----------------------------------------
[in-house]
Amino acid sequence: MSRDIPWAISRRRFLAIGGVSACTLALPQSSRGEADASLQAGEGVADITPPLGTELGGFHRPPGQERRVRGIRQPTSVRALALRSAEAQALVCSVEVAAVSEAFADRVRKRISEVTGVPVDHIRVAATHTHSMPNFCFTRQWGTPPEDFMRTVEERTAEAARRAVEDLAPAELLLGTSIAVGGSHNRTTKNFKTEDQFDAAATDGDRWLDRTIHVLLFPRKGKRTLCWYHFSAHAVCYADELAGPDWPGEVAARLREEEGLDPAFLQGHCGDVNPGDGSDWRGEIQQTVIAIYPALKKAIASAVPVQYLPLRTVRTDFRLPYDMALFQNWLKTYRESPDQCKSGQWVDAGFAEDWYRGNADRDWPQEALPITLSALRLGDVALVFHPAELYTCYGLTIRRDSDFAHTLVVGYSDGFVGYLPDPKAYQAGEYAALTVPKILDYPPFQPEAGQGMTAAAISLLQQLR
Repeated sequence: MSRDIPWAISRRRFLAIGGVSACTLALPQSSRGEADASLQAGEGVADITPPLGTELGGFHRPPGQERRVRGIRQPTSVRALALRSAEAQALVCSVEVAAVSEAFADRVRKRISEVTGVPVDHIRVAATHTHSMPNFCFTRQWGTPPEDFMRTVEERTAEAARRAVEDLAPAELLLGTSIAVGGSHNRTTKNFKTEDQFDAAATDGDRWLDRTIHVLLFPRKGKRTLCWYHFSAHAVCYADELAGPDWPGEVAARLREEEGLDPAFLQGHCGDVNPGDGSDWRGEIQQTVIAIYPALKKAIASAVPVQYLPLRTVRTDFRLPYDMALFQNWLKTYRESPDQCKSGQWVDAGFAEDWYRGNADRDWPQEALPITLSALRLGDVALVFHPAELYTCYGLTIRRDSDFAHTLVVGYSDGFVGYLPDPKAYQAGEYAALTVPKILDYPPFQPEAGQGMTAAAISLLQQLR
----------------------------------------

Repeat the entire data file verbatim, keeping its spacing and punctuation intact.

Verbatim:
[in-house]
Amino acid sequence: MSRDIPWAISRRRFLAIGGVSACTLALPQSSRGEADASLQAGEGVADITPPLGTELGGFHRPPGQERRVRGIRQPTSVRALALRSAEAQALVCSVEVAAVSEAFADRVRKRISEVTGVPVDHIRVAATHTHSMPNFCFTRQWGTPPEDFMRTVEERTAEAARRAVEDLAPAELLLGTSIAVGGSHNRTTKNFKTEDQFDAAATDGDRWLDRTIHVLLFPRKGKRTLCWYHFSAHAVCYADELAGPDWPGEVAARLREEEGLDPAFLQGHCGDVNPGDGSDWRGEIQQTVIAIYPALKKAIASAVPVQYLPLRTVRTDFRLPYDMALFQNWLKTYRESPDQCKSGQWVDAGFAEDWYRGNADRDWPQEALPITLSALRLGDVALVFHPAELYTCYGLTIRRDSDFAHTLVVGYSDGFVGYLPDPKAYQAGEYAALTVPKILDYPPFQPEAGQGMTAAAISLLQQLR
Repeated sequence: MSRDIPWAISRRRFLAIGGVSACTLALPQSSRGEADASLQAGEGVADITPPLGTELGGFHRPPGQERRVRGIRQPTSVRALALRSAEAQALVCSVEVAAVSEAFADRVRKRISEVTGVPVDHIRVAATHTHSMPNFCFTRQWGTPPEDFMRTVEERTAEAARRAVEDLAPAELLLGTSIAVGGSHNRTTKNFKTEDQFDAAATDGDRWLDRTIHVLLFPRKGKRTLCWYHFSAHAVCYADELAGPDWPGEVAARLREEEGLDPAFLQGHCGDVNPGDGSDWRGEIQQTVIAIYPALKKAIASAVPVQYLPLRTVRTDFRLPYDMALFQNWLKTYRESPDQCKSGQWVDAGFAEDWYRGNADRDWPQEALPITLSALRLGDVALVFHPAELYTCYGLTIRRDSDFAHTLVVGYSDGFVGYLPDPKAYQAGEYAALTVPKILDYPPFQPEAGQGMTAAAISLLQQLR